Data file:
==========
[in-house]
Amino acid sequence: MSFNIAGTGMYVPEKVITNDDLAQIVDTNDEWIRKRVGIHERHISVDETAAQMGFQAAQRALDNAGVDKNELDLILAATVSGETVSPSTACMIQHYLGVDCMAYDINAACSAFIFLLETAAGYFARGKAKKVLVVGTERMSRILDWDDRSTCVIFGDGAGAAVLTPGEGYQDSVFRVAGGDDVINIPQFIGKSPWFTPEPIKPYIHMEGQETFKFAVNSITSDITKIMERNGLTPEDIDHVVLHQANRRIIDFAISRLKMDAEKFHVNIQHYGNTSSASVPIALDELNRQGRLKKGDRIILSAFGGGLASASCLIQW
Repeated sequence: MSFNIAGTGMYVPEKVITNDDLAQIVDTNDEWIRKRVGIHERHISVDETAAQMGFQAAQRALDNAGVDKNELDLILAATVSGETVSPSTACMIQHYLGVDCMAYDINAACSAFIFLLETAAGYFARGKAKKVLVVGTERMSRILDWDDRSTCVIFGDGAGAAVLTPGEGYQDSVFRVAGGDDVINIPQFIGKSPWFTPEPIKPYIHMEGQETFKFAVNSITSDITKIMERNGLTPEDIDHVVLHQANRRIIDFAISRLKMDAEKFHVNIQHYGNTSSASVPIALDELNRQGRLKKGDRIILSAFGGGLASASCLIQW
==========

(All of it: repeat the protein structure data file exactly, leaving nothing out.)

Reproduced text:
[in-house]
Amino acid sequence: MSFNIAGTGMYVPEKVITNDDLAQIVDTNDEWIRKRVGIHERHISVDETAAQMGFQAAQRALDNAGVDKNELDLILAATVSGETVSPSTACMIQHYLGVDCMAYDINAACSAFIFLLETAAGYFARGKAKKVLVVGTERMSRILDWDDRSTCVIFGDGAGAAVLTPGEGYQDSVFRVAGGDDVINIPQFIGKSPWFTPEPIKPYIHMEGQETFKFAVNSITSDITKIMERNGLTPEDIDHVVLHQANRRIIDFAISRLKMDAEKFHVNIQHYGNTSSASVPIALDELNRQGRLKKGDRIILSAFGGGLASASCLIQW
Repeated sequence: MSFNIAGTGMYVPEKVITNDDLAQIVDTNDEWIRKRVGIHERHISVDETAAQMGFQAAQRALDNAGVDKNELDLILAATVSGETVSPSTACMIQHYLGVDCMAYDINAACSAFIFLLETAAGYFARGKAKKVLVVGTERMSRILDWDDRSTCVIFGDGAGAAVLTPGEGYQDSVFRVAGGDDVINIPQFIGKSPWFTPEPIKPYIHMEGQETFKFAVNSITSDITKIMERNGLTPEDIDHVVLHQANRRIIDFAISRLKMDAEKFHVNIQHYGNTSSASVPIALDELNRQGRLKKGDRIILSAFGGGLASASCLIQW